Club Med Looks To Make China Its Second-Largest Market On Heels Of Fosun Investment

    Amid frenzied investment in tourism infrastructure, we've begun to see some established international tourism companies look to expand into mainland China in the hopes of tapping the country's growing number of domestic tourists both at the lower and high-end price points.
    Jing DailyAuthor
      Published   in Finance

    Chinese Conglomerate Fosun International's 7.1% Stake In Club Med To Fuel Expansion In Booming China Tourism Market#

    While the biggest story in the China tourism market at the moment is the country's growing number of free-spending outbound tourists, several international companies have their sights set on China's more inward-looking tourists. With domestic tourism -- far more affordable for the middle class -- expected to remain strong in the long term, some cities and resort towns have invested heavily in tourism infrastructure in recent years. Amid this investment, we've begun to see some established international tourism companies look to expand into mainland China in the hopes of tapping the country's huge potential for domestic tourism both at the lower and high-end price points.

    This week, the nearly 60-year-old French tourism specialist Club Mediterranee -- better known as Club Med -- became the latest of these companies, announcing that the Chinese conglomerate Fosun International had acquired a 7.1% stake in Club Med. According to Club Med, Fosun's acquisition will help accelerate the rollout of the Club Med concept in China, and the company is projecting that China could become its second-largest market within only five years. From MarketWatch:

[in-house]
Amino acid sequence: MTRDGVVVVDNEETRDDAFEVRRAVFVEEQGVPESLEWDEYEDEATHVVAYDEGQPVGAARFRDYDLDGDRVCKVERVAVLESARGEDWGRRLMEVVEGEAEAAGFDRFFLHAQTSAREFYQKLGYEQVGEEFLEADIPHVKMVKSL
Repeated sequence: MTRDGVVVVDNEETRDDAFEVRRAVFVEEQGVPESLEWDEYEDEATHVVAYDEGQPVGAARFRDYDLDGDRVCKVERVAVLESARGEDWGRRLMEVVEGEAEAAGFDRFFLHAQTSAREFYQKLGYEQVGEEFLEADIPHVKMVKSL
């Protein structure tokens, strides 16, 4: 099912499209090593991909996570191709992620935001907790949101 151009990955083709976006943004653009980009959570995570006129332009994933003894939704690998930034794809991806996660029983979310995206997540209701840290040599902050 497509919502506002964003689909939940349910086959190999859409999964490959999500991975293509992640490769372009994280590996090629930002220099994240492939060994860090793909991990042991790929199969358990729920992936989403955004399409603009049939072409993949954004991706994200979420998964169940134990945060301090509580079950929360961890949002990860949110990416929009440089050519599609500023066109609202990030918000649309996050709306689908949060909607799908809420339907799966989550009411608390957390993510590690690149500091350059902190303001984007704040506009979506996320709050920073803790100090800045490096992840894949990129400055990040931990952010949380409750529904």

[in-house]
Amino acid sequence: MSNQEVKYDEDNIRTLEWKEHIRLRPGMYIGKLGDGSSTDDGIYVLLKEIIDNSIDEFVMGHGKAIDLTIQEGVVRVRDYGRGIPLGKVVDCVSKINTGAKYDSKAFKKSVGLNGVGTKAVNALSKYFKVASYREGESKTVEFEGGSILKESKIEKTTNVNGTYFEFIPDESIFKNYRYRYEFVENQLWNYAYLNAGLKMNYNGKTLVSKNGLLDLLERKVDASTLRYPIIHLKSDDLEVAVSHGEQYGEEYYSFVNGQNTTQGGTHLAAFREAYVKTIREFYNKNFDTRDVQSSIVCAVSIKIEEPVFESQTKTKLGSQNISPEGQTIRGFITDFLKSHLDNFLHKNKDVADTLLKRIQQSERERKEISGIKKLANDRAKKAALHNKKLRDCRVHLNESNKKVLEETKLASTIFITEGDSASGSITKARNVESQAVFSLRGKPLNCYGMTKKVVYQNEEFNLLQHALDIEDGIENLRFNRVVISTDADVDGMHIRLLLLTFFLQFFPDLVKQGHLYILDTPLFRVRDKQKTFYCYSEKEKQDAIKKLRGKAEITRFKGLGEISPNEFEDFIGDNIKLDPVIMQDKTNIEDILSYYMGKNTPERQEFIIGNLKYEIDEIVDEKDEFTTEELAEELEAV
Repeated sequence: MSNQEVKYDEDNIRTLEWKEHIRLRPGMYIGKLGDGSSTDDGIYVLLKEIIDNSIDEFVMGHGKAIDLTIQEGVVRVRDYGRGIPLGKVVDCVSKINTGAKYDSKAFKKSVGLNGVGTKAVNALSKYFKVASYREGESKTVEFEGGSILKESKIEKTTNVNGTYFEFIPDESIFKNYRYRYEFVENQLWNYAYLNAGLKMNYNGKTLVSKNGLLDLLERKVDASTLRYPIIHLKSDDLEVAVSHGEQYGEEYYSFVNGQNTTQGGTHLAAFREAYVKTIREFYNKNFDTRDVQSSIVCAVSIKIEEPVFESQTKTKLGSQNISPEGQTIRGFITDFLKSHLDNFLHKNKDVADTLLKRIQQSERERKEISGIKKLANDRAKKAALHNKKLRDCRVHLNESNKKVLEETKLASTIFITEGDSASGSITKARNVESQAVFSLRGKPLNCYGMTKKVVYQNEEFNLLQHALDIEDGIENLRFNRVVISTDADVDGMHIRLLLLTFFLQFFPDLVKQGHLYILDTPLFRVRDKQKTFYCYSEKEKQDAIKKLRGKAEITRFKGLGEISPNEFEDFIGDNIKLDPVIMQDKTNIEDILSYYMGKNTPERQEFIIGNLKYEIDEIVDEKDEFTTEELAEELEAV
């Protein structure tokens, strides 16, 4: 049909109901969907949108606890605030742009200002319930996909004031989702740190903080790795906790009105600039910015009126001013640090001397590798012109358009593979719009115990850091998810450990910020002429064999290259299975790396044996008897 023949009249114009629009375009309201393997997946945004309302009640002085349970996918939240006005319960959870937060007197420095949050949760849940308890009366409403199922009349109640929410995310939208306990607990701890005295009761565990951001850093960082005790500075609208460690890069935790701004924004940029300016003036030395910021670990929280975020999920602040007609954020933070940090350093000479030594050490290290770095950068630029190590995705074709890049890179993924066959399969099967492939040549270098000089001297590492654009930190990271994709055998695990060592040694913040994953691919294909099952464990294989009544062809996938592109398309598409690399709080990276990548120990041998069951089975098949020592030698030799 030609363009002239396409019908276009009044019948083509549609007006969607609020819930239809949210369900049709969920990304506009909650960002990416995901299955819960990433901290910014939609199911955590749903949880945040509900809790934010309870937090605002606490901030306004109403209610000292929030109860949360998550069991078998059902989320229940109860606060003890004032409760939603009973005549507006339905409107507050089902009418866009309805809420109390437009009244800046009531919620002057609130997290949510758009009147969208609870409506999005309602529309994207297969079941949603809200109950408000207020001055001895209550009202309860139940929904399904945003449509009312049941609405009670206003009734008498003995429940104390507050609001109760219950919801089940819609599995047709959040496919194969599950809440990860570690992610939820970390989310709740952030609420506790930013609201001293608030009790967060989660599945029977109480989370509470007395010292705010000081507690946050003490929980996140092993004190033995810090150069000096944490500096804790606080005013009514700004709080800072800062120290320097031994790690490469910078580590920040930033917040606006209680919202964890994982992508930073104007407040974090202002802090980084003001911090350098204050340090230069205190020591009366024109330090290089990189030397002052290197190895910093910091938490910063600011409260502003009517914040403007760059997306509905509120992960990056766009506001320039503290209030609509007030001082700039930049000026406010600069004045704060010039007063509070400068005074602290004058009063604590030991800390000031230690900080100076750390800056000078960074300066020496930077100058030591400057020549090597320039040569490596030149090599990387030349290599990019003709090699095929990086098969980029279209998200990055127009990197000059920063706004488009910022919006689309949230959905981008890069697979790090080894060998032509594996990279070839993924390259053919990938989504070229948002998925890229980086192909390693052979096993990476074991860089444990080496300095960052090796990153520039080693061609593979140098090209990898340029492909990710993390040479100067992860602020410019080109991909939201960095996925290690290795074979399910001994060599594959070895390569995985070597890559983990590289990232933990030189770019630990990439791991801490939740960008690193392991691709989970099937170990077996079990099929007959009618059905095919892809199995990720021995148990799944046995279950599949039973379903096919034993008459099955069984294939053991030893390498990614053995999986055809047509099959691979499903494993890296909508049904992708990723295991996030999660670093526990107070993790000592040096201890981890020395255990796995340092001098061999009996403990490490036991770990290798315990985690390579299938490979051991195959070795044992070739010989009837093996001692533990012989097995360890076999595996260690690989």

Club Med has undergone a significant transformation over the past five years, spending 1 billion euros to revamp 70 of its resorts, and closing others in an effort to reposition itself as an exclusively high-end operator. It has also started renting luxury villas and chalets to diversity its revenue stream and is shifting from a strategy of owning all its resorts to simply operating them.

    The success of that enterprise, however, depends on the group's ability to attract a larger share of foreign customers and has put it in more direct competition with the likes of Sandals Resorts and Beachcomber. But while Club Med is very well known in France, it has yet to achieve the same popularity abroad.

    Fosun will appoint a representative to the board. If, later on, its stake rises to 9%, it would appoint a second one, which would need to be approved by shareholders.

    The article goes on to note that Club Med will open its first resort in China at the ski resort town of Yabuli later this year. Yabuli -- which regular Jing Daily readers will remember is working (and investing) hard to become Asia's premier five-star ski resort -- saw the number of Chinese visitors rise 40% last year. With Club Med's presence there later this year, we might see those kinds of numbers become commonplace. That is, if Yabuli can address its customer service issues and ensure its "software" dovetails with its opulent "hardware."

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